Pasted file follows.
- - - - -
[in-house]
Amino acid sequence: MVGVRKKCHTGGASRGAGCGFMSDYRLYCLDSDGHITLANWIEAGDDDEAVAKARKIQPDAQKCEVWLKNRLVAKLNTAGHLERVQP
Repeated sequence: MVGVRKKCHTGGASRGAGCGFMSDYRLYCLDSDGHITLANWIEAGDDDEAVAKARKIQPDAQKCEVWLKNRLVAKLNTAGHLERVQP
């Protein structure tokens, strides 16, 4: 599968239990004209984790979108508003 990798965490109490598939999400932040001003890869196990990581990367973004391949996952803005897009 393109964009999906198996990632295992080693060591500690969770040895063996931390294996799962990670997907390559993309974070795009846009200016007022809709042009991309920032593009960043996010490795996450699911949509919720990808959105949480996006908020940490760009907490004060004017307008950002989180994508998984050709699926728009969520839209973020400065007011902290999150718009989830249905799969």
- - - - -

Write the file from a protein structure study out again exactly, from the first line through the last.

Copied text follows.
[in-house]
Amino acid sequence: MVGVRKKCHTGGASRGAGCGFMSDYRLYCLDSDGHITLANWIEAGDDDEAVAKARKIQPDAQKCEVWLKNRLVAKLNTAGHLERVQP
Repeated sequence: MVGVRKKCHTGGASRGAGCGFMSDYRLYCLDSDGHITLANWIEAGDDDEAVAKARKIQPDAQKCEVWLKNRLVAKLNTAGHLERVQP
């Protein structure tokens, strides 16, 4: 599968239990004209984790979108508003 990798965490109490598939999400932040001003890869196990990581990367973004391949996952803005897009 393109964009999906198996990632295992080693060591500690969770040895063996931390294996799962990670997907390559993309974070795009846009200016007022809709042009991309920032593009960043996010490795996450699911949509919720990808959105949480996006908020940490760009907490004060004017307008950002989180994508998984050709699926728009969520839209973020400065007011902290999150718009989830249905799969």